I blame this on the parents. All of my life I have heard stories about my grandparents, great-grandparents, aunts, uncles, cousins.....It is up to each generation to teach the previous generation about their heritage. The interest in history needs to be started at home. I see families sitting at a restaurant where every person at the table is looking at their phone rather than talking. It is truly a shame. Put down your phone, IPAD, or laptop and TALK to your children.

 

...Kat

 

 

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this WW1 statue is the centerpiece of the war memorial in my town. there is also a long low granite, topped by a series of plaques, which are inscribed with the names of those lost in the wars since, all the way up through the desert wars in the middle east.

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The funny thing is before WW2, there were countless people collecting WW1 stuff. I think the shift of interest into 3rd Reich stuff became massive after WW2 and has been the linchpin in military collecting, overall, ever since.

 

There hasn't been a WW1 movie made to the quality of BoB, PVT Ryan. Figure the one's that have been made lately have been, well, meh.

 

 

WW1 in the US have never generated public interest like the Civil War did, or WW2 does.

 

These are both excellent points.

In terms of the public at large, there has never been a truly compelling movie about WW1 that 'grabbed' the public for many decades. I'm still waiting for an epic, historically correct, visually compelling and well-written movie or TV series about WW1.

But even then, I doubt there'll ever be that big an interest in WW1. "War Horse" was well received by critics and did halfway decent in the box office, but it quickly vanished from our culture almost the moment it left the big screens. You don't even hear people talking about it in collector or re-enactor circles since it came out, which is a very bad sign of a movie re-kindling interest in the era.

Lee Bishop Formerly known as "Ratchet 5" with the 2nd Infantry Division (yes, in REAL life)

US WW2 War Correspondent collector

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The funny thing is before WW2, there were countless people collecting WW1 stuff. I think the shift of interest into 3rd Reich stuff became massive after WW2 and has been the linchpin in military collecting, overall, ever since.

 

I imagine the Great Depression gave them more of a right to complain about prices in the hobby than anyone of today's era

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I imagine the Great Depression gave them more of a right to complain about prices in the hobby than anyone of today's era

 

It made me wonder how anything from those WW1 collections survived into the WW1 era, especially once Germans were reviled again at the start of WW2...

Don't forget, the Smithsonian donated their entire WW1 tank collection for a WW2 scrap drive, a complete travesty for that institution.

Lee Bishop Formerly known as "Ratchet 5" with the 2nd Infantry Division (yes, in REAL life)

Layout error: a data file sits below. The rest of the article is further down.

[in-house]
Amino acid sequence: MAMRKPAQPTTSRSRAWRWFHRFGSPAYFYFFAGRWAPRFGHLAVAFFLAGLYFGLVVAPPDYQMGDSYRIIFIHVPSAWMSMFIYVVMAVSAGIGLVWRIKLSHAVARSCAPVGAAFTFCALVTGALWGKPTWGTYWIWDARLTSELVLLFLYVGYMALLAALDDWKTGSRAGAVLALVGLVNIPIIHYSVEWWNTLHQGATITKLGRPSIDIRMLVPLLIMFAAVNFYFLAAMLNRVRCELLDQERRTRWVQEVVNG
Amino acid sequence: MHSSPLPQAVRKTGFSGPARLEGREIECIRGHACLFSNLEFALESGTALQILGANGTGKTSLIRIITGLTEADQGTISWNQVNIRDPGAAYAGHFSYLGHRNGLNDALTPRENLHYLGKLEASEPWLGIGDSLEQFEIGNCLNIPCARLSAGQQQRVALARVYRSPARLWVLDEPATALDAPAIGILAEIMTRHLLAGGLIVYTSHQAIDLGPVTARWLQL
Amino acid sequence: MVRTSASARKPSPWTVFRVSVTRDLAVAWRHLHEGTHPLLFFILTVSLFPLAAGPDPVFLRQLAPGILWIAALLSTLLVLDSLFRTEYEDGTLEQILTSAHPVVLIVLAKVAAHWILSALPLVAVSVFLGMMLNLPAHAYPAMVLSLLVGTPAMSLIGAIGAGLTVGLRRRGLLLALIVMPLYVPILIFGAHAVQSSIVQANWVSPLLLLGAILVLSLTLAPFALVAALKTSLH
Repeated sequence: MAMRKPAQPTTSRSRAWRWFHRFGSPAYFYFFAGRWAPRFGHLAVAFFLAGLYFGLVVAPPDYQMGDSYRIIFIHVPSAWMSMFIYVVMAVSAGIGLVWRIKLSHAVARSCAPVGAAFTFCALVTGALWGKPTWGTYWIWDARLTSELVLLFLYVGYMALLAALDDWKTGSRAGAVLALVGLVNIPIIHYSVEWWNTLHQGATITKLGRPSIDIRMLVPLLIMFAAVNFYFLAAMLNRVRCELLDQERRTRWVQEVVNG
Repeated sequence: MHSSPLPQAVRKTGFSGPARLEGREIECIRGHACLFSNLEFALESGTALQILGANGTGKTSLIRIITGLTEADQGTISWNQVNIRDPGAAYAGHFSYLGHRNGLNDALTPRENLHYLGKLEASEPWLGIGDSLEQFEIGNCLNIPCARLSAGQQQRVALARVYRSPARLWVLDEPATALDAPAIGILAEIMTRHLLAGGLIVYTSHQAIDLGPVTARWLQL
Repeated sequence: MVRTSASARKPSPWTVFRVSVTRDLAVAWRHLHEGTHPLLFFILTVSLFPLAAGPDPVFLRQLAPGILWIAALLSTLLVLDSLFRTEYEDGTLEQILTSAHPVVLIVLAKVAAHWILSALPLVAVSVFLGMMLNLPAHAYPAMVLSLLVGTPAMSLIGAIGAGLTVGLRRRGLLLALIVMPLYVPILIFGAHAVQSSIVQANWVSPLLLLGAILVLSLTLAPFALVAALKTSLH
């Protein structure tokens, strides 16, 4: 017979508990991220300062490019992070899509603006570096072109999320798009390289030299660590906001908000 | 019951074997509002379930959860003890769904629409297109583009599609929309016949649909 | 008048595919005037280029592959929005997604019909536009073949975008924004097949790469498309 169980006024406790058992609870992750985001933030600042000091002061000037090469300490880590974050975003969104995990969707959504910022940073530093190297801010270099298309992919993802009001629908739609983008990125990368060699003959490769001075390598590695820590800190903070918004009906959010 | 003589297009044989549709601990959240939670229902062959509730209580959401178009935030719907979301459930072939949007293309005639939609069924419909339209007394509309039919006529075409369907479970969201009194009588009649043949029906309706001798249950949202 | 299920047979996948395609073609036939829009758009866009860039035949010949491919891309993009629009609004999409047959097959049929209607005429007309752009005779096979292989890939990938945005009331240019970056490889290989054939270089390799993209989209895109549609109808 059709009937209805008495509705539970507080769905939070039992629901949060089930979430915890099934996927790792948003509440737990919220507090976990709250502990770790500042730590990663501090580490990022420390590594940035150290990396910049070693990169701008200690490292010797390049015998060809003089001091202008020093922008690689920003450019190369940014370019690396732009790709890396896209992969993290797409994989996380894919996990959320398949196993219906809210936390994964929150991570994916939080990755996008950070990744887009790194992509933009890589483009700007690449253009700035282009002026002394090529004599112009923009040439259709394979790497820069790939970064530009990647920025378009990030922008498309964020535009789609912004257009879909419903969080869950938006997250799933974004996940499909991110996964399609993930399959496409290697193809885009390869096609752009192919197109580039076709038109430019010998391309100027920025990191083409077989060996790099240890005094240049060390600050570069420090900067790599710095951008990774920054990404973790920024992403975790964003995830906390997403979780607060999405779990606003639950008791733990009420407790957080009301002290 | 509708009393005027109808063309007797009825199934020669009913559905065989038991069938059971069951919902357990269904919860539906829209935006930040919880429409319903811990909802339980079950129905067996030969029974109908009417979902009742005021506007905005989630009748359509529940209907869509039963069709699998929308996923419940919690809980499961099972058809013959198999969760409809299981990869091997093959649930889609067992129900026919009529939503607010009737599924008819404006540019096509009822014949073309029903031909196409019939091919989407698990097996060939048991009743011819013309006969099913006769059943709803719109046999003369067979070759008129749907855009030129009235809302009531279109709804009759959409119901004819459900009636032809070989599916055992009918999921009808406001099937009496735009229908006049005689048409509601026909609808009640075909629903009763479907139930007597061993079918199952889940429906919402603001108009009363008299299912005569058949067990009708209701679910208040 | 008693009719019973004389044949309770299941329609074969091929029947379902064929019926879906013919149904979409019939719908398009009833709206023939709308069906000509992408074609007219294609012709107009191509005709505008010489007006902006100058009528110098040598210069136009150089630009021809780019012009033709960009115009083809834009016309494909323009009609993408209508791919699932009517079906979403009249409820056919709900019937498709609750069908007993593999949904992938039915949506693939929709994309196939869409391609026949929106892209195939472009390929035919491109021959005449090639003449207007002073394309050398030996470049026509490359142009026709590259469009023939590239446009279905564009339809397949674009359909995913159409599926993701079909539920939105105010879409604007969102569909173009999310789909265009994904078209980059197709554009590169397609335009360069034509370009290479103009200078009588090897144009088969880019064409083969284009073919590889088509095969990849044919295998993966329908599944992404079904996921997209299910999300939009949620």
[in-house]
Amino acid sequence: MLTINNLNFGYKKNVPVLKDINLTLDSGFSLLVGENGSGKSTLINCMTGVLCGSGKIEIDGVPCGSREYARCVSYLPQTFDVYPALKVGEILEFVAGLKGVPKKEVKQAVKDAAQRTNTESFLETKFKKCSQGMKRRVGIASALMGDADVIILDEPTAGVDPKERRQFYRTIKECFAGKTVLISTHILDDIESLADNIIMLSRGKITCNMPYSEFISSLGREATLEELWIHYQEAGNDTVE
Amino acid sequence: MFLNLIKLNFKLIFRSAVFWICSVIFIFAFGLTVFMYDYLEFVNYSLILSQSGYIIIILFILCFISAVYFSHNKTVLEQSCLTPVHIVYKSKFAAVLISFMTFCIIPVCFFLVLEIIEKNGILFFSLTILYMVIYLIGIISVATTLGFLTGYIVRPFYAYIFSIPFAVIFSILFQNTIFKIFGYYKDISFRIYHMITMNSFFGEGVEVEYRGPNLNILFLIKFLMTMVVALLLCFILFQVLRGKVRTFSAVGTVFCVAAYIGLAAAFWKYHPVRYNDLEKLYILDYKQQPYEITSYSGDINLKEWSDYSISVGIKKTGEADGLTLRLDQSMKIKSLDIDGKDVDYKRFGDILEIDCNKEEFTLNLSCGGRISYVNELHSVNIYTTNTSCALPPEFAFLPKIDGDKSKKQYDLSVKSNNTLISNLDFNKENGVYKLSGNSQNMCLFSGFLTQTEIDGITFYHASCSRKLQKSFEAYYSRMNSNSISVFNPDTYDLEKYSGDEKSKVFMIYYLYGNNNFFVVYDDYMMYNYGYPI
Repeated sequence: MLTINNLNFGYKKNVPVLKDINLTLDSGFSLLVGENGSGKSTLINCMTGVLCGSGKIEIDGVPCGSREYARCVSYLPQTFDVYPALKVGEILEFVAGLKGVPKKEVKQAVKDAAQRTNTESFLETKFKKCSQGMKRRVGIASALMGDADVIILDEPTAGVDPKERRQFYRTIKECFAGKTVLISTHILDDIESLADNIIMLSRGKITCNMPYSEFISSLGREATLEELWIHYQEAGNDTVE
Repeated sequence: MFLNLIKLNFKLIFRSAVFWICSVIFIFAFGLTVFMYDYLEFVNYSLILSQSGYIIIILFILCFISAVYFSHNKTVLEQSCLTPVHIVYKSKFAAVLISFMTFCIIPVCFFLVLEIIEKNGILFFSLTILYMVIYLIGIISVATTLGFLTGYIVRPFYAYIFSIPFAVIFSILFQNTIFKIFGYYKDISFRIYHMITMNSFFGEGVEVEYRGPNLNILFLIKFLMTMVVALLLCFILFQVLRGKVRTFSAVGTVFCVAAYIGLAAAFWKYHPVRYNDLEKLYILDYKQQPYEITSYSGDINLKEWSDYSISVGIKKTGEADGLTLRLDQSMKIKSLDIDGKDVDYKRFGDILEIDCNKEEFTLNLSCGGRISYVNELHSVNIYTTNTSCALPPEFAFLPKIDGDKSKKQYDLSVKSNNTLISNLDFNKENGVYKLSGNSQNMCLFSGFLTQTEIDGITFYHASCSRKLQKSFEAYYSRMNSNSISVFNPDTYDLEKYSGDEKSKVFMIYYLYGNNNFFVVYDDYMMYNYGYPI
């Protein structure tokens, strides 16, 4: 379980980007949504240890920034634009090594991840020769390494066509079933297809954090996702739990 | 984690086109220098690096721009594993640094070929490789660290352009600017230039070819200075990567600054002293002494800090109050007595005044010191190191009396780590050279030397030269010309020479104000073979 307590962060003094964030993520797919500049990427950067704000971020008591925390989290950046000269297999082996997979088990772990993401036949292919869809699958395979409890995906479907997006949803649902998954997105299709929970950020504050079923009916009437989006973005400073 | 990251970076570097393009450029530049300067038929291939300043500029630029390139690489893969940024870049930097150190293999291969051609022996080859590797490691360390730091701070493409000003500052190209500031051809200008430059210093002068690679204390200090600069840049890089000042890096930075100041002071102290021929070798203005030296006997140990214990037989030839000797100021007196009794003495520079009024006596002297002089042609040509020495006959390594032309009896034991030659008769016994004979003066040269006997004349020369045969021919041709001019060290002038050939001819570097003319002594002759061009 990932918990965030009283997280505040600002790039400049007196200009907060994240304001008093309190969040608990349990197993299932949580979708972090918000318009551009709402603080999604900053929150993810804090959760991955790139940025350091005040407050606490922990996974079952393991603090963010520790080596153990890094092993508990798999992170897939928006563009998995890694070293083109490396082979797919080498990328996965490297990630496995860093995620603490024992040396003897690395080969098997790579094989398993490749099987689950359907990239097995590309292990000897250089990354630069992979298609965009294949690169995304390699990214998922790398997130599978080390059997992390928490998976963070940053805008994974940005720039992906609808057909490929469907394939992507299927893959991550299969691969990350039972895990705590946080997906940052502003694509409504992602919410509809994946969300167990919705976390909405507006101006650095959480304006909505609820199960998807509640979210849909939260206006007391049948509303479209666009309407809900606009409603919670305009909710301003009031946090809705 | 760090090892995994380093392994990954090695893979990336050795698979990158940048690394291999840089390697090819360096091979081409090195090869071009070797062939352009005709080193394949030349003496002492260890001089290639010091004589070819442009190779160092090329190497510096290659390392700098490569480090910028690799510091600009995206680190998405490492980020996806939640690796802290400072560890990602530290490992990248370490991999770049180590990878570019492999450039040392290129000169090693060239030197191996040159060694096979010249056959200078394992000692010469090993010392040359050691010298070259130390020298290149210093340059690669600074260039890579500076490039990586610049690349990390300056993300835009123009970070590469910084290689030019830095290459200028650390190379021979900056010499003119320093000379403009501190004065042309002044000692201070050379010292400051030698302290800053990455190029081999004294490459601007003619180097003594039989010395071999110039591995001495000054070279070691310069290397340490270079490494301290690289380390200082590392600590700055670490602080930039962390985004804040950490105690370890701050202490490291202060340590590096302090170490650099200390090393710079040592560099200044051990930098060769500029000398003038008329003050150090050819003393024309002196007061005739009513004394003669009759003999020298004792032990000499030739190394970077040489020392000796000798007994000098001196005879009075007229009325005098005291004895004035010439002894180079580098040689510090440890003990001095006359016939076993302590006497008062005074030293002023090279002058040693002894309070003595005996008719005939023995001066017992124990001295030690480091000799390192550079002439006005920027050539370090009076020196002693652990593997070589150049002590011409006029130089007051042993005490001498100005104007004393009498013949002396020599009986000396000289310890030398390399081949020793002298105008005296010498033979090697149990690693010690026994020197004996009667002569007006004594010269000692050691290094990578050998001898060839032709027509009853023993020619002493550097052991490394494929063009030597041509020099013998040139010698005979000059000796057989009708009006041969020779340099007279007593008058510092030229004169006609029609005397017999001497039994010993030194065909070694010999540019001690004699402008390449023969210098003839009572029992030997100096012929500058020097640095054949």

US WW2 War Correspondent collector

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Don't forget, the Smithsonian donated their entire WW1 tank collection for a WW2 scrap drive, a complete travesty for that institution.

 

Can you please point me to the documentation that proves this happened? I did a search and haven't been able to find anything so far.

 

....Kat

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The education system is always the easiest and first institution to be blamed for any issues in our country. There are so many more factors that are at play regarding the low interest in WWI.

 

While we collectors look at the “cool” WWI items in our collections, how many times do we actually read about WWI? How many times do we talk to younger generations about WWI? I see many posts on here where displays are set up at different venues. Not many of them are about WWI. If the older generation does not discuss WWI with the younger generation, how can we expect them to be interested in WWI? Part of the responsibility lies with us. We cannot and should not put all of the onus on our education system.

 

...Kat

 

 

Just re-read what I wrote below. The below is not WWI specific, it is about educating (ourselves and others)

 

Right on Kat...if not us then Who? Education is partly to blame but if the instructor doesn't have interest in that particular aspect of history, then they wont have the passion to emphasize the importance of this or any other war. My perception is that Grandomatic is definitely the exception rather than the rule as far as educators go. There are others for sure, but like I said exception. BTW I would love to be a fly on the wall in your classroom for both the lesson and the reactions first hand.

 

As collectors, we can take it upon our selves to be educators. First as Kat said have we actually educated our selves? How many of you reading this have volunteered to be a guest speaker or set up a small display of your collection at your local schools or other venues? Many of you have. Many don't have the time or resources to do it, but if you do, what is stopping you?

 

To bastardize Kennedy's saying: ask now what your country has done to educate younger generations about their history, what the heck have you done?